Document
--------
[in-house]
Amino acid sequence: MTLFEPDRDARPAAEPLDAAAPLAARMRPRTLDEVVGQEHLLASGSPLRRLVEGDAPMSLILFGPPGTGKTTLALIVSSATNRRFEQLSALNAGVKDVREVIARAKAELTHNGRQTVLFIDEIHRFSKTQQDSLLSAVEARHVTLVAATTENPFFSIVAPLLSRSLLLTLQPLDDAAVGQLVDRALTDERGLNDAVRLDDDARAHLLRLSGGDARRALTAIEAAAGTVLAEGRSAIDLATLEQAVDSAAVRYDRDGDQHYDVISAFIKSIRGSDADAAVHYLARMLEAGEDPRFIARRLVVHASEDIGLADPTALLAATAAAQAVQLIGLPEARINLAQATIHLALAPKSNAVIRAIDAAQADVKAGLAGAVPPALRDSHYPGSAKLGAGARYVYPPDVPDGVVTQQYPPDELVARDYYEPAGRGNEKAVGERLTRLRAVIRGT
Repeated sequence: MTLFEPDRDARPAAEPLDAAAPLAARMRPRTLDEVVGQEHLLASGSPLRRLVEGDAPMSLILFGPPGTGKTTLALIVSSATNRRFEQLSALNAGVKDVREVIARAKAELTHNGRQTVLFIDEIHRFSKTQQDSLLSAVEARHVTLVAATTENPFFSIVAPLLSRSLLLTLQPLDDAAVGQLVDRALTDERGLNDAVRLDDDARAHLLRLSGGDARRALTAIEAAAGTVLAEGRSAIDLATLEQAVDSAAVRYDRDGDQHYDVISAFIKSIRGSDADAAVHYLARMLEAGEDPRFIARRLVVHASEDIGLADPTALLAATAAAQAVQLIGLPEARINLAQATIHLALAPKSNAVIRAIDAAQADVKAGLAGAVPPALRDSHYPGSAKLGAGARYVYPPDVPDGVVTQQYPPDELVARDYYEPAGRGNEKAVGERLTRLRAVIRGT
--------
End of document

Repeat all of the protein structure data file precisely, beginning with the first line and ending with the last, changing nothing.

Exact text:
[in-house]
Amino acid sequence: MTLFEPDRDARPAAEPLDAAAPLAARMRPRTLDEVVGQEHLLASGSPLRRLVEGDAPMSLILFGPPGTGKTTLALIVSSATNRRFEQLSALNAGVKDVREVIARAKAELTHNGRQTVLFIDEIHRFSKTQQDSLLSAVEARHVTLVAATTENPFFSIVAPLLSRSLLLTLQPLDDAAVGQLVDRALTDERGLNDAVRLDDDARAHLLRLSGGDARRALTAIEAAAGTVLAEGRSAIDLATLEQAVDSAAVRYDRDGDQHYDVISAFIKSIRGSDADAAVHYLARMLEAGEDPRFIARRLVVHASEDIGLADPTALLAATAAAQAVQLIGLPEARINLAQATIHLALAPKSNAVIRAIDAAQADVKAGLAGAVPPALRDSHYPGSAKLGAGARYVYPPDVPDGVVTQQYPPDELVARDYYEPAGRGNEKAVGERLTRLRAVIRGT
Repeated sequence: MTLFEPDRDARPAAEPLDAAAPLAARMRPRTLDEVVGQEHLLASGSPLRRLVEGDAPMSLILFGPPGTGKTTLALIVSSATNRRFEQLSALNAGVKDVREVIARAKAELTHNGRQTVLFIDEIHRFSKTQQDSLLSAVEARHVTLVAATTENPFFSIVAPLLSRSLLLTLQPLDDAAVGQLVDRALTDERGLNDAVRLDDDARAHLLRLSGGDARRALTAIEAAAGTVLAEGRSAIDLATLEQAVDSAAVRYDRDGDQHYDVISAFIKSIRGSDADAAVHYLARMLEAGEDPRFIARRLVVHASEDIGLADPTALLAATAAAQAVQLIGLPEARINLAQATIHLALAPKSNAVIRAIDAAQADVKAGLAGAVPPALRDSHYPGSAKLGAGARYVYPPDVPDGVVTQQYPPDELVARDYYEPAGRGNEKAVGERLTRLRAVIRGT